Why I decided to go on my first real diet while studying for the Bar.
By K Hernan • June 10, 2008•Bar Exam
All advice I received for bar study strategy said that you eliminate all obligations, responsibilities, and distractions from your life before BarBri starts. Bar study, I was told, will demand every brain cell and every free minute of your life. On the first day of BarBri a rep from the company even told us that we shouldn’t take time to grocery shop or get hair cuts and that we should basically outsource every aspect of our lives to our personal support system of friends and family.
I took this advice to heart. I prepped my spouse for months and months before hand that I wouldn’t be available to help with family responsibilities. I warned my family that they wouldn’t be hearing from me and that I would be absent from all events for three months. I was ready to disengage from life with the exception of my books, notes, and practice tests.
Here’s the thing with this strategy, I am better at juggling four balls than three. I perform better when I am busy and multi-tasking. I think that many women are like that. We are naturals at doing more than one thing at a time. Therefore, I found that focusing on one thing wasn’t enough for me. I needed to be ‘managing’ my time in order to get the most out of myself. However, at the same time I didn’t want to take on any big responsibilities (at least not any more big responsibilities -- remember that I have two kids) or take on something where other people would be depending on me in a way that would interfere with my ability to rely on myself. I decided to embark on a diet plan for essentially the first time in my life.
I set a reasonable weight loss goal of a pound per week. I started thinking about healthy eating, counting calories, drinking water, and eating small meals (really snacks) instead of meals. I weighed myself everyday. I didn’t really increase my exercise time because, well, because I didn’t have more time to exercise. I didn’t skip breakfast or lunch or try to cut out caffeine. Those were things that I needed in order to be able to study. However, I did skip a lot of dinners because I was not really a night studier anyway. I tried a lot of diet foods like slim fast bars and the like. In the end, I was successful each week with the exception of 3.
I found that the amount of energy it took to count calories, think about food choices, and fight off hunger pains was just the right amount of energy that I had to spare. I kept me engaged in something besides studying which was crucial for me and it was something that took daily effort on my part. At the same time, my own personal diet wasn’t anything that was life or death; it wasn’t something that interfered with studying. It was just enough of a challenge to help me keep my sanity. I know other people that used their extra energy to knit a sweater or spent time writing blogs. Whatever it is for you personally, I recommend you to go against the grain and keep some balls in the air if juggling helps you perform to your highest potential.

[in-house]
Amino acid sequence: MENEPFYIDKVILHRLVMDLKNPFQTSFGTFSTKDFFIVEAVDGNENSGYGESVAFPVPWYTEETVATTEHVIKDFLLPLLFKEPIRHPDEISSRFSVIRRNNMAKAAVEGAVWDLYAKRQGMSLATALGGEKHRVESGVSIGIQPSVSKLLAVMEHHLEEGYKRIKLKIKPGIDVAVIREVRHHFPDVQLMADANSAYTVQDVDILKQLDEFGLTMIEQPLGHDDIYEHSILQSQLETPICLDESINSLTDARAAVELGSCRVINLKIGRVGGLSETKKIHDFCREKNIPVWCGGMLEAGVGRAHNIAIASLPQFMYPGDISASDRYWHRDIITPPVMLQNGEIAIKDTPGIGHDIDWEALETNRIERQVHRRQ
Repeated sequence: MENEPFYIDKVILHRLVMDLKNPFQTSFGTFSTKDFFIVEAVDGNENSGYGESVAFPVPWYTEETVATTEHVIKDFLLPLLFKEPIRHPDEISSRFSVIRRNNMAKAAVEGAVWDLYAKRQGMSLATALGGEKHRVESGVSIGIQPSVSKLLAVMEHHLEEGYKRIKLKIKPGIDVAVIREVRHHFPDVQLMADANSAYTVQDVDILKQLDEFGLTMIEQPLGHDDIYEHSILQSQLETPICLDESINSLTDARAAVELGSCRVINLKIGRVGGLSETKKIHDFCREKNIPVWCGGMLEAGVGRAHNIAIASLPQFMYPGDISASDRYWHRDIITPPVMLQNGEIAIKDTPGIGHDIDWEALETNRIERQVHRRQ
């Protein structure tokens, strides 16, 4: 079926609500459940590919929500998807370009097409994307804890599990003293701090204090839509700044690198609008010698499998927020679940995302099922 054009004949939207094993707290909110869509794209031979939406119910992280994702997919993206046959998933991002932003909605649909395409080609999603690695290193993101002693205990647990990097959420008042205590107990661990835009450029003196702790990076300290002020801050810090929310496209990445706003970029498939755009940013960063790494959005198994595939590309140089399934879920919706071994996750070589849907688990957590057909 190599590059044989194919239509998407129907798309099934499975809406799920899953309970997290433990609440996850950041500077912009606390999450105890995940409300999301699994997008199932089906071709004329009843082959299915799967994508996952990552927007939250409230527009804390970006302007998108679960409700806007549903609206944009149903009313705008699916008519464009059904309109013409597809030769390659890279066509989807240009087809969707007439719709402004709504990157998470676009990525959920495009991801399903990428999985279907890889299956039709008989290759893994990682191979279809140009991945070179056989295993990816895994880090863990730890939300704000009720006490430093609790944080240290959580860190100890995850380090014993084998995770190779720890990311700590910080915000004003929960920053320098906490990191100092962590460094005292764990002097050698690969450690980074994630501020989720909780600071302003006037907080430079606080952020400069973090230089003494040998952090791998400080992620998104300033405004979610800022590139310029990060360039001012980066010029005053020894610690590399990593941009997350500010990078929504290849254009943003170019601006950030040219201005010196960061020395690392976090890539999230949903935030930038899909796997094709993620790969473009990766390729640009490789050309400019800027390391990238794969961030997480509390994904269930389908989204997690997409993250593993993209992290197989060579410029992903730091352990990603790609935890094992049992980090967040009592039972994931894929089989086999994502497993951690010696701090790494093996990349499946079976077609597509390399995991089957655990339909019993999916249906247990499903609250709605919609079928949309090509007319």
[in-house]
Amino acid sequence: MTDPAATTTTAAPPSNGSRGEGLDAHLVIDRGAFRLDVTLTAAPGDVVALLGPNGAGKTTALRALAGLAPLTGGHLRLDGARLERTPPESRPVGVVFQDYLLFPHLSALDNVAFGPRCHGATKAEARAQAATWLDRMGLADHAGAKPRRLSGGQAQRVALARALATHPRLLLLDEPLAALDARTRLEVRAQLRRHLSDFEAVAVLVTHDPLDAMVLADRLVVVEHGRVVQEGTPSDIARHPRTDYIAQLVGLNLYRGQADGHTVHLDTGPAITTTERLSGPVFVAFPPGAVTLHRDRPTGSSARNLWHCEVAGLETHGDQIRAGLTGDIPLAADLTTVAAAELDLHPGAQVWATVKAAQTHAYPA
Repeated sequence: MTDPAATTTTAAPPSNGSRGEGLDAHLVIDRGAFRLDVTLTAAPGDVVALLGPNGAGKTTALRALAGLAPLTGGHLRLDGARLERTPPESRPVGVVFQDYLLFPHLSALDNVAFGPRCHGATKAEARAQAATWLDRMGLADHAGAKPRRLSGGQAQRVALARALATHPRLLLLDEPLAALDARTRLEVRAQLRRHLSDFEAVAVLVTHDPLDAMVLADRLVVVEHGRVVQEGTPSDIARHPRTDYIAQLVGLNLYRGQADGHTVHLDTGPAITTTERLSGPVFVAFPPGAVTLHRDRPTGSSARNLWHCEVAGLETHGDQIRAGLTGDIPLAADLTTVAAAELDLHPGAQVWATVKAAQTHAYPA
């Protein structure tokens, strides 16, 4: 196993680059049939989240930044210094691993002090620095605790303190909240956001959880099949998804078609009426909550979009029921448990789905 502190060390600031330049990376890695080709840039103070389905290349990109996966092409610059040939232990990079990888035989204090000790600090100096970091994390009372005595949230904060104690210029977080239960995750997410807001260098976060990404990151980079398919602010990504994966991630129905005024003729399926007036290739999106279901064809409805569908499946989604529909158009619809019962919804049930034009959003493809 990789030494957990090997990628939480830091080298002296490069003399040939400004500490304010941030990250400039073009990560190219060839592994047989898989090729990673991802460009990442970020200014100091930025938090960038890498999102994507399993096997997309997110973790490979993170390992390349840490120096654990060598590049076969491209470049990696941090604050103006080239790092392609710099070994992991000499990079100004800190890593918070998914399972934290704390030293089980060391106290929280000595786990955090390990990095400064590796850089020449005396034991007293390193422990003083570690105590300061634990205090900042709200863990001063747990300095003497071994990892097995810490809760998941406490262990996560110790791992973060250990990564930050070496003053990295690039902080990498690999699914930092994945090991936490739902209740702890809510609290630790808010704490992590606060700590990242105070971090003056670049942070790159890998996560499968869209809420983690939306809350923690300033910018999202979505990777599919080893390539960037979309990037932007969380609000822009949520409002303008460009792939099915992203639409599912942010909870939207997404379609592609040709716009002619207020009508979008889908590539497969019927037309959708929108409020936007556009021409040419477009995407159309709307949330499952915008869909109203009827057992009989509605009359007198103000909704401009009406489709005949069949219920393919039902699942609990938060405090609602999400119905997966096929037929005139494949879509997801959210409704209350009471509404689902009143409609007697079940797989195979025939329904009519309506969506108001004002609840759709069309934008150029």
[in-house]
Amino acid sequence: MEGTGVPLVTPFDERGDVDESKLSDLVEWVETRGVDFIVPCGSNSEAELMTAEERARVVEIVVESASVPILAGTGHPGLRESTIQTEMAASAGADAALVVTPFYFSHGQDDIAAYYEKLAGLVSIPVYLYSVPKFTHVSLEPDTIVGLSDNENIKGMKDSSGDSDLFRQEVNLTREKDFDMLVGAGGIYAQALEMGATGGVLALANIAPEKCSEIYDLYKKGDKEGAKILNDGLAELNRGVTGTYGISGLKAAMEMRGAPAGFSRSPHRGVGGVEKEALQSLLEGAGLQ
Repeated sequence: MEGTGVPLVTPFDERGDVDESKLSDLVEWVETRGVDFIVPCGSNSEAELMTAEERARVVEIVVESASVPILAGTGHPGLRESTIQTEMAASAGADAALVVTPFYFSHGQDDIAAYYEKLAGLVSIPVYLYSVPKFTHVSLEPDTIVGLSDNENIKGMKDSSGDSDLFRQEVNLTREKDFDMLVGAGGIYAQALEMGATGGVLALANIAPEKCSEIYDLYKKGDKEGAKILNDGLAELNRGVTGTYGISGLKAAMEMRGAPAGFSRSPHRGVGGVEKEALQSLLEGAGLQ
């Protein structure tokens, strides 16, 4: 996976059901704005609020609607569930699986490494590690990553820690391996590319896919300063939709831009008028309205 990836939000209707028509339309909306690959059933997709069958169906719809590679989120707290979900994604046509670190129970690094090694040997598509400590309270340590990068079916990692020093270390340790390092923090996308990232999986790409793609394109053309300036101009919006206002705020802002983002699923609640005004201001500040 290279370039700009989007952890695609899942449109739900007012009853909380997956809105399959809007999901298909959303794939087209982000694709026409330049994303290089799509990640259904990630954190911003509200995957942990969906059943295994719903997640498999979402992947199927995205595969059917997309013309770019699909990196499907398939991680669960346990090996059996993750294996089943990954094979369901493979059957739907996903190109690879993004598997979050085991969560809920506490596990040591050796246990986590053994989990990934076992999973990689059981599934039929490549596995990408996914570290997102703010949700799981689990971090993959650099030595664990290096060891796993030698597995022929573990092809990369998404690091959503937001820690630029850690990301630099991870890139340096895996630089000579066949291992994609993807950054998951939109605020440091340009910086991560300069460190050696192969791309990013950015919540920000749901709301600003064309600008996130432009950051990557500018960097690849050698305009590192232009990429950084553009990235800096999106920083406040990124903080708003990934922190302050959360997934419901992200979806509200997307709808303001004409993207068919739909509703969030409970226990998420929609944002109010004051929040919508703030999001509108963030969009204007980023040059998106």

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CC_NC June 10, 2008
I completely agree. Just studying for the bar is going to wear you out, physically and mentally. I found a diet was too much work for me personally, but I did start going to the driving range once a week and going to the gym a little more. It really helped my state of mind to stay active! Good luck to everyone studying for the Bar!
mimigaribian June 12, 2008
Here's another perspective, which applies to many bar-related postings on this blog…just chill out and know you'll be fine. I lived my normal life (a part-time job, a social life, etc), attended most (not all) of the Barbri classes, did nothing extra after or before class, and then studied for less than two weeks at the end. It worked just fine. Obviously, this approach is not for everyone. But, one of the most stressful aspects of the bar exam is how much everyone hypes up the preparation aspect and freaks themselves out. People take all sorts of approaches and pass the bar exam.
JurisDomina July 01, 2009
Weird enough…I must agree. The first few times I took the Bar I wasn’t working at all, stayed at my parents with my daughter being my only reponsibility. I didn’t pass the Bar even though I had time to spare especially during the day while my daughter was at school.
This year having more responsibilities forced me to manage my time. I got married, now I have two kids, husband, and a full time job. Guess what ? I passed the Bar. It’s amazing, I didn’t cut out anything in my life, did the usual, and passed the Bar.
But all glory goes to God, I noticed that made a huge difference in my life as well.